In chronological order:

- 7-8 ('98-99): Accidentally broke the menu system on a random old DOS machine I was given. The person who gave me the box wrote a new menu for it in QBasic 1.1. This person did not know about "QBASIC /RUN" + "SYSTEM", so gave us instructions ("Alt, F, X") on how to exit QBasic. Of course I didn't exit QBasic, I tinkered with the menu system. This machine was eventually returned to the person who gave it to me (along with another).

- 8 (99): Was given an old 486-25 by a friend; this ran DOS 6.22 and Win3.1. I think it was assembled by a local computer retailer; the VGA ROM BIOS had "Eagle Systems Australia" burnt into it. Very curious as to that worked out. I'm not certain but I don't think this machine had QBasic on it. Windows eventually fell over (I have no idea why), so I stuck with DOS. I don't remember much of what I did with this box at this point.

- ~11 (02): I vaguely recall finding out the machine had something wrong with it internally (I was not knowledgable to any degree at this point), and someone from a local church (IIRC?) offered to fix it, which turned out to mean replacing the HDD (...ah, that explains why Windows fell over). Not quite sure if the old HDD was copied to the new or how that worked out, but I remember a parallel cable and Microsoft Backup (although I didn't know that's what I was looking at at the time), but it had QBasic on it when I got it back, so I continued tinkering. (A second PC also manifested sometime around this point, but I didn't have any floppy disks to copy QBasic onto it from the other machine IIRC.)

~14 (03): Started visiting the local library. I would so like a copy of my Internet history from back then! Somehow stumbled on QuickBasic 4.5 and was able to download it onto a floppy disk; didn't use many of its additional features myself, but tinkered with (and completely failed to understand) some programs I found online that did. Filled a "QB" directory on my disk full of embarassing half-finished .

~15: Was randomly given an old Celeron which got me my first exposure to Win98. Somehow discovered Resource Hacker while at the library one day. This wasn't a language, but I redesigned the UIs of things like Sound Recorder and this taught me about visual UI design and got me wondering why program UIs couldn't be fundamentally edited in some semantically consistent way while they were running.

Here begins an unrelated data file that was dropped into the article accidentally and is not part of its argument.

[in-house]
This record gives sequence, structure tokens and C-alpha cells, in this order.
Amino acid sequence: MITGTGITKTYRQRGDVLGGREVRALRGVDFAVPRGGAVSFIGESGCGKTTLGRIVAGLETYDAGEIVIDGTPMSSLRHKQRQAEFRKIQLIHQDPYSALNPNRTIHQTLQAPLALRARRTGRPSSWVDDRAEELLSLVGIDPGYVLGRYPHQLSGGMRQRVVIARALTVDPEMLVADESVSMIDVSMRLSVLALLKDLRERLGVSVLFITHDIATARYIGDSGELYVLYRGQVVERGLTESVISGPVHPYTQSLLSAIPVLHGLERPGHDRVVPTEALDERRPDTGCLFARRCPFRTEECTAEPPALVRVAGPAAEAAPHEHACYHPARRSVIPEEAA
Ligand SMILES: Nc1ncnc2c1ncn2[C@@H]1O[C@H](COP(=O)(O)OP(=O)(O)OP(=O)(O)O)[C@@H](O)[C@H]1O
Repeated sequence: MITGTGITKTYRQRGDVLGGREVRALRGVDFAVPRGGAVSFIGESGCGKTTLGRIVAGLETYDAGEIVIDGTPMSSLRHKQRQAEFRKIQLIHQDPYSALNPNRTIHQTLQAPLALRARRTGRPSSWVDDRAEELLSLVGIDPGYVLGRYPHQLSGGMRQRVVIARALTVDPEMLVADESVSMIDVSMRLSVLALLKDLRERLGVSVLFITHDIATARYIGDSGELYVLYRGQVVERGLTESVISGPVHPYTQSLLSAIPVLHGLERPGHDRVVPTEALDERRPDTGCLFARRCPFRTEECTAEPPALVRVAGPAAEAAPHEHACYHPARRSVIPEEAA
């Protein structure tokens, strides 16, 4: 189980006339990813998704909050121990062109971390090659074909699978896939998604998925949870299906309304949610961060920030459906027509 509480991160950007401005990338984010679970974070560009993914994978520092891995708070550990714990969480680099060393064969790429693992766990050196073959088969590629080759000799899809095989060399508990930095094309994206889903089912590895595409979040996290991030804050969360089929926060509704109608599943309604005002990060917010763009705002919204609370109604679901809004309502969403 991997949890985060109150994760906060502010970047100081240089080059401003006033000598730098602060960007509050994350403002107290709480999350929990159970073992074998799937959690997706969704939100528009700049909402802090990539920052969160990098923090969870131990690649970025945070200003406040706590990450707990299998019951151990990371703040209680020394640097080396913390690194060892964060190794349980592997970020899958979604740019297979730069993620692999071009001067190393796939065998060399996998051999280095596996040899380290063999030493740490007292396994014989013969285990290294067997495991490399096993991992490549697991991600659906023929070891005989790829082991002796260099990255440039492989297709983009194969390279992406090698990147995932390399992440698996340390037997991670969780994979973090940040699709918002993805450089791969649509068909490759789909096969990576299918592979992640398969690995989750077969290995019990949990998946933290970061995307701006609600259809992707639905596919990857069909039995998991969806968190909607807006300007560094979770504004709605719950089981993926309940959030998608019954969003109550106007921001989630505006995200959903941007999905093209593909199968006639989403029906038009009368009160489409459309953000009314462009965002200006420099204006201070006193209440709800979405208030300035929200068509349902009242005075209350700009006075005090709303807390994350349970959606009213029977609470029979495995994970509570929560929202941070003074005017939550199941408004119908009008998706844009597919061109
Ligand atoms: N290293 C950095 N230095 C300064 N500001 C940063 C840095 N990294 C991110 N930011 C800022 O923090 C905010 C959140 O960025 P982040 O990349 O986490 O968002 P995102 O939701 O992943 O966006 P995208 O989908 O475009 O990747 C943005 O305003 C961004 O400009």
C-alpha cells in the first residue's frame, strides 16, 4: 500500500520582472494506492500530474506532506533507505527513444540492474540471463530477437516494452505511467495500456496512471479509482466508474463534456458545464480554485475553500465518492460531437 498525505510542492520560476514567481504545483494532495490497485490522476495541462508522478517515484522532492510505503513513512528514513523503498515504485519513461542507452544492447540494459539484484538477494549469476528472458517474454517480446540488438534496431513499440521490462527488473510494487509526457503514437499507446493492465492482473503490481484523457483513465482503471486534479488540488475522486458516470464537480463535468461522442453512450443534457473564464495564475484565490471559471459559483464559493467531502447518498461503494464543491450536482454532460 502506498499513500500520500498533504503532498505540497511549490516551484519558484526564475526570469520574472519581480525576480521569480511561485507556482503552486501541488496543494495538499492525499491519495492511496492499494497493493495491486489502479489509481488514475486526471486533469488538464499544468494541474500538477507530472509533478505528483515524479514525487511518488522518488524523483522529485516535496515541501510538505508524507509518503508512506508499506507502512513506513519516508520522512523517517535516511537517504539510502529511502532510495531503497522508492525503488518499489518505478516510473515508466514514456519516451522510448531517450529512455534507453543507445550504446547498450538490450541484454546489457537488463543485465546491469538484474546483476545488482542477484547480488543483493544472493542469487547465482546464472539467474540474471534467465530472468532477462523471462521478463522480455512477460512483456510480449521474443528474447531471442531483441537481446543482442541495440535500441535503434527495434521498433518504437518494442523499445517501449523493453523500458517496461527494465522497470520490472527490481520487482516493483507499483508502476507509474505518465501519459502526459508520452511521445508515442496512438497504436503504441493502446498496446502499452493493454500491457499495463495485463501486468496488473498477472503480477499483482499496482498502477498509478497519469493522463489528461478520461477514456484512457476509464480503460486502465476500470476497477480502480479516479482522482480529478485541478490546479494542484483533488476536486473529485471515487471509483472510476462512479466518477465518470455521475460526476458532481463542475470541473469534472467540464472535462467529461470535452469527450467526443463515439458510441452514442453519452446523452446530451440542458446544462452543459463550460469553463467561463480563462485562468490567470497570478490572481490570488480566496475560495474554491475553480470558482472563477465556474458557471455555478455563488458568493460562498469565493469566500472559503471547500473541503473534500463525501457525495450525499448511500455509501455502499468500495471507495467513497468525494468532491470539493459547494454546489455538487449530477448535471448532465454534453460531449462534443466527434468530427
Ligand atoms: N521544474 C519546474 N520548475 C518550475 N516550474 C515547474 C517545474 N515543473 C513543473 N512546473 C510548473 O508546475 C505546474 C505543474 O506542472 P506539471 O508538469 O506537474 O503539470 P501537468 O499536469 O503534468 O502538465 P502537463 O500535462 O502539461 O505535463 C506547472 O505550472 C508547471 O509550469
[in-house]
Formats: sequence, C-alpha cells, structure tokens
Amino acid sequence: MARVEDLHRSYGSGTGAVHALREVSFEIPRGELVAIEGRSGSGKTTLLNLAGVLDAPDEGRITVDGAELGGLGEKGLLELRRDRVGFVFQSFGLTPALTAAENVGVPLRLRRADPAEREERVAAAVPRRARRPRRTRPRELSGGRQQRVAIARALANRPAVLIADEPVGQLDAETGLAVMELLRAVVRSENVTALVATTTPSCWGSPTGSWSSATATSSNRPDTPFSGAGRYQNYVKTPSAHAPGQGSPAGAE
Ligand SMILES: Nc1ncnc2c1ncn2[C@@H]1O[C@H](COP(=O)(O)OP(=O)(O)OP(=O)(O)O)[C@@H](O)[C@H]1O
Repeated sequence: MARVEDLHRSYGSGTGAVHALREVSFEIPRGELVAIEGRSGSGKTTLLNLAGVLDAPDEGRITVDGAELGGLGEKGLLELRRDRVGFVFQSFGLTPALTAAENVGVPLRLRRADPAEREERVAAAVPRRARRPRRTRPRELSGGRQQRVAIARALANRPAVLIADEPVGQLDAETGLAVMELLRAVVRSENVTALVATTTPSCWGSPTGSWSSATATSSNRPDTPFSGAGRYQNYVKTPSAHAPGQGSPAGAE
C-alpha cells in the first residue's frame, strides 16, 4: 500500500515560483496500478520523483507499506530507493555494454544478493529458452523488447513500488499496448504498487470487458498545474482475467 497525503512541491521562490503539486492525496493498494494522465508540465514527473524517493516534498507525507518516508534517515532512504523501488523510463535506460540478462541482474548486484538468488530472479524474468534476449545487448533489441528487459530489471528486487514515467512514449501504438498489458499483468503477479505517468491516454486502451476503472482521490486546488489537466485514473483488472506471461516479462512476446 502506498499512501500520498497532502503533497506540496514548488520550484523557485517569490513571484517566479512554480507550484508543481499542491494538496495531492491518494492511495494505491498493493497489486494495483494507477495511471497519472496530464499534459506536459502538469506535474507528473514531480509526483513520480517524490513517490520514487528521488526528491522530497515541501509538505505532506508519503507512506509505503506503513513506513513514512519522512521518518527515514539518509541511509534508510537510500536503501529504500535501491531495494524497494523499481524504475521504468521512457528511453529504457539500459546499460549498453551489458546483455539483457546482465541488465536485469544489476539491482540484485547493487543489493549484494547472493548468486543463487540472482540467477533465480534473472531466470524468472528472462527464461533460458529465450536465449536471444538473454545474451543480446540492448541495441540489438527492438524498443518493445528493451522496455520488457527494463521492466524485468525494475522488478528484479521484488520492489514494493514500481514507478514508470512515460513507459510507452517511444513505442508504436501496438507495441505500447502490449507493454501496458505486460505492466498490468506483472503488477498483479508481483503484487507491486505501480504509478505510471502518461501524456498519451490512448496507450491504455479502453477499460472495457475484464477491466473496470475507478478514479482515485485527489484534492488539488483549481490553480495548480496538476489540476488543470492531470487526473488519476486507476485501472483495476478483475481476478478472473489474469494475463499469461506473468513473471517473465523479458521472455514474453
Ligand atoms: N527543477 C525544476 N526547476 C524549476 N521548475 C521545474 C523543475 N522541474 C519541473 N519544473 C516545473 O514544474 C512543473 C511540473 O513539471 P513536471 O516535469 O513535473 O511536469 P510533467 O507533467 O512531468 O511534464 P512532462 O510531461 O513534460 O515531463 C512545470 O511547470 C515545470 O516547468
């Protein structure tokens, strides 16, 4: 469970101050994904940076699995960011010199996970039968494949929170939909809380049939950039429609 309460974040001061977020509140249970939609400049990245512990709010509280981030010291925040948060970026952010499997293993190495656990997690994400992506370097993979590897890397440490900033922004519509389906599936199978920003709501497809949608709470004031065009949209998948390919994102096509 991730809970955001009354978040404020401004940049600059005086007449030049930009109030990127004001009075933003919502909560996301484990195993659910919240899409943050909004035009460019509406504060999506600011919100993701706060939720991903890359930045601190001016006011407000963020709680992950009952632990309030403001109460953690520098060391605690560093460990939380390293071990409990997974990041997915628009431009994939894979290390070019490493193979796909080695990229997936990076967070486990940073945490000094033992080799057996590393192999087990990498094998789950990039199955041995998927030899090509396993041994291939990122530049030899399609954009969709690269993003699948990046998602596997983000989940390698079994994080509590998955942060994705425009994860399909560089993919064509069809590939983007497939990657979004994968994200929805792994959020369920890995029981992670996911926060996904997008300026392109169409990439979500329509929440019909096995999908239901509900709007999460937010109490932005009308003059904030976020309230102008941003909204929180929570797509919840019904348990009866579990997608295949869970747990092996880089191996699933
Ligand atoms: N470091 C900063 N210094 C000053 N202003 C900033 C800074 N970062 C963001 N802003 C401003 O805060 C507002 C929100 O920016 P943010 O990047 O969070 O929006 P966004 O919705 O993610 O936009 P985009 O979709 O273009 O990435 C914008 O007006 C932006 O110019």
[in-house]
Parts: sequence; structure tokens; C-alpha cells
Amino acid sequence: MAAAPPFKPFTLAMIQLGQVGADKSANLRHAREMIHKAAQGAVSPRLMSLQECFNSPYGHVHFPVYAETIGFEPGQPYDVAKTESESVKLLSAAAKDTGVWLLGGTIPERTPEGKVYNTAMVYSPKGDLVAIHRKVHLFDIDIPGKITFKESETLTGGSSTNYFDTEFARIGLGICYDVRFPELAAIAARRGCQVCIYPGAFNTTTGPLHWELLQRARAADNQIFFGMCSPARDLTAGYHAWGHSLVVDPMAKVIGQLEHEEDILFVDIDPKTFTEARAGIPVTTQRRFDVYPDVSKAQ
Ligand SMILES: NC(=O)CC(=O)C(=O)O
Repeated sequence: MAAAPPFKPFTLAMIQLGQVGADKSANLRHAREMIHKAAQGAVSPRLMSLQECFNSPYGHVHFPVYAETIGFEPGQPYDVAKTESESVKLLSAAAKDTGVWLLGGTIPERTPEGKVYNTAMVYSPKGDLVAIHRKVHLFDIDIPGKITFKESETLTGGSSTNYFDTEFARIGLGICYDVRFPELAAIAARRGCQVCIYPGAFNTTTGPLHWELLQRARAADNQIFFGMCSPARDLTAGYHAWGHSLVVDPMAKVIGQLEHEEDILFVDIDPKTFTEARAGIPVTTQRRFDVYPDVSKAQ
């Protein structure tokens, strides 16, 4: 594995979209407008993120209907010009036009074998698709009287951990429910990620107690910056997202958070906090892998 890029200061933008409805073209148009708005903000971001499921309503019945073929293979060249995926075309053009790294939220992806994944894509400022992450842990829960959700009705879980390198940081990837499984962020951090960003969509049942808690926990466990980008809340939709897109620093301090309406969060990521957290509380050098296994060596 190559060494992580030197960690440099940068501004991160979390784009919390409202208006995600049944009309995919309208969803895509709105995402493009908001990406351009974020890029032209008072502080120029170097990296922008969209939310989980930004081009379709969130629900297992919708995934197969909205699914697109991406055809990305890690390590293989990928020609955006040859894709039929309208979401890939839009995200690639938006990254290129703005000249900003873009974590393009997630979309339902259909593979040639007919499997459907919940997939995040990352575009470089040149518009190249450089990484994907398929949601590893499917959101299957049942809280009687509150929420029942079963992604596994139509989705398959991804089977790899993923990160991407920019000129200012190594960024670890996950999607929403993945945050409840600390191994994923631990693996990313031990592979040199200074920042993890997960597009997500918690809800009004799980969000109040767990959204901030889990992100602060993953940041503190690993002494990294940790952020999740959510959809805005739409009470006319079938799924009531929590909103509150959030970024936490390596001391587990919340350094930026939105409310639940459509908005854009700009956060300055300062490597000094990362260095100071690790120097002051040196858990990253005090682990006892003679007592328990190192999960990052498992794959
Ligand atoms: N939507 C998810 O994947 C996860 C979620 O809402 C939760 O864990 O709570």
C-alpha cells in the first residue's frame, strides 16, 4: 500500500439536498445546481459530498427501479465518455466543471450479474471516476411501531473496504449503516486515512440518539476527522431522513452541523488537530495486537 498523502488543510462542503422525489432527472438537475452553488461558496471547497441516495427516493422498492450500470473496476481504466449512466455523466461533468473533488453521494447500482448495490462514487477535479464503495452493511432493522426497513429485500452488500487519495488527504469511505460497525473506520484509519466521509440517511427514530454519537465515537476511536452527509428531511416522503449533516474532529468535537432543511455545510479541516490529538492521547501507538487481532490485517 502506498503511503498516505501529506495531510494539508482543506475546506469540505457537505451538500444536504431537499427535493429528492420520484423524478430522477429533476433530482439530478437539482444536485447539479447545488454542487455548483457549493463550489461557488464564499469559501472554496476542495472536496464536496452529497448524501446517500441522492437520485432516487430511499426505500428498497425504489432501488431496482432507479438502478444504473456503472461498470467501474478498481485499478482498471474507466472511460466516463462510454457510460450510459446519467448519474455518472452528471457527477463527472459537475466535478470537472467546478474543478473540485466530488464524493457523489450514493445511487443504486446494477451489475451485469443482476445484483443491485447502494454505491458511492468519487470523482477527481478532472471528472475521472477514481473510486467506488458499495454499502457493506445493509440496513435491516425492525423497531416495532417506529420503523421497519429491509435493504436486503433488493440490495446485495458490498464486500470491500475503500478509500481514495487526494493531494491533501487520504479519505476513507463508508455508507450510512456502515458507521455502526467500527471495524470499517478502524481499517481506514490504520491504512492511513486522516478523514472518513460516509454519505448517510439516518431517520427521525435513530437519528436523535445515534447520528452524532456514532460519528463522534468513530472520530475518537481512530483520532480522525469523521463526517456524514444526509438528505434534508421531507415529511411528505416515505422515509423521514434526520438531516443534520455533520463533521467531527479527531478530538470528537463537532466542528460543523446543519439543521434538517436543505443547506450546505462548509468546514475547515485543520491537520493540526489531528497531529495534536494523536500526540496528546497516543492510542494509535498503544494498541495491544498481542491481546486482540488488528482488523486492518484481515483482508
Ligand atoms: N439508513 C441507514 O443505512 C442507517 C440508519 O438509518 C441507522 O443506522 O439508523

- Found Word on the machine and stumbled on its "Save as HTML" option, kicking off my foray into the Web. I tried to copy Word to another HDD but that of course didn't copy the sprawl of 10000 random directories and Registry keys that accompany an Office installation. Ended up digging StarOffice 5.1 off of a CD that came with a magazine that had been purchased several years earlier. I learned HTML and JS off of SO, and loved its "desktop" type UI (it really filtered distractions!). I'm super glad Word broke; I only learned about the kind of "markup" it produces several years later. If I had've ever looked at Word-emitted HTML I don't think I would ever have gotten to the point where I let go of SO and started editing the HTML myself. Once I got to that point I also began to learn simple JavaScript.

- While researching Basic-like languages I found VB-DOS on a website one day, but forgot to download it. Eventually re-found it some time later on another website that also had Visual Basic (for Windows) 1.0, which I grabbed for lulz. Ended up deciding VB-DOS was too disjointed (takes several seconds to switch between the code editor and the form designer) and tried VB 1.0. I.... may or may not have a "VB" directory with ~100 unfinished projects in it. I had a 450MHz Pentium 3 at this point and my first properly working CD-ROM drive, but the library Internet download speed was rather slow, I had no idea how to "find things", and I had no idea how to burn ISOs anyway, so eg VB6 wasn't in my sights at all.

- ~16-17: Asked the similarly clueless and directionless bunch of kids I was hanging out with on IRC for language advice, and somehow began to set my sights on PHP... of all things. (This was where my IQ began its steady decline. I am not joking.)

- ~17: Installed Linux, began tinkering. Learned about shell scripting, which immediately clicked.

- ~17-19: Somehow managed to grasp pointers after years of trying, and began to tinker with C a bit. I found it generally required too much attention span so didn't do much with it.

- ~22-23 (2013-2014): Found an old Toshiba on the side of the road (the 333MHz Celeron in it was _removable_) and tried to install Slackware on it from a somewhat scratched CD. PHP was on the scratched part. I wanted to write a fast package selection utility; the only thing I was aware of on the machine besides bash was sed and grep. IIRC, I had to abandon my attempts after less than a week due to all the grep and (multiline!) sed expressions giving me a headache because it collectively looked like modem line noise, but I learned regular expressions in the process :D

--

I'd like to learn so many languages I don't honestly know where to start.

- I recently read about the golang SSL key-verification incident, and must say the devs' reaction inspired a lot of confidence. I've also been reading a Go ebook for the past month or two. This is the language I plan to use next.

- I'm also reading a Lua ebook too. This language is awesome.

- I've come to realize I've been treating PHP like Perl. Half of me wishes I'd gone back and learned Perl instead, and that it's sad Perl doesn't have fast Web server integration or even standard FastCGI (at least I'm not seeing that it does). One the other hand, reading things like http://blog.schmorp.de/2016-12-29-griefing-the-perl-api.html and the 2nd half of http://blog.schmorp.de/2015-11-12-tidbits-why-coro-crashes-o... scares me off of both Perl 5 and Perl 6.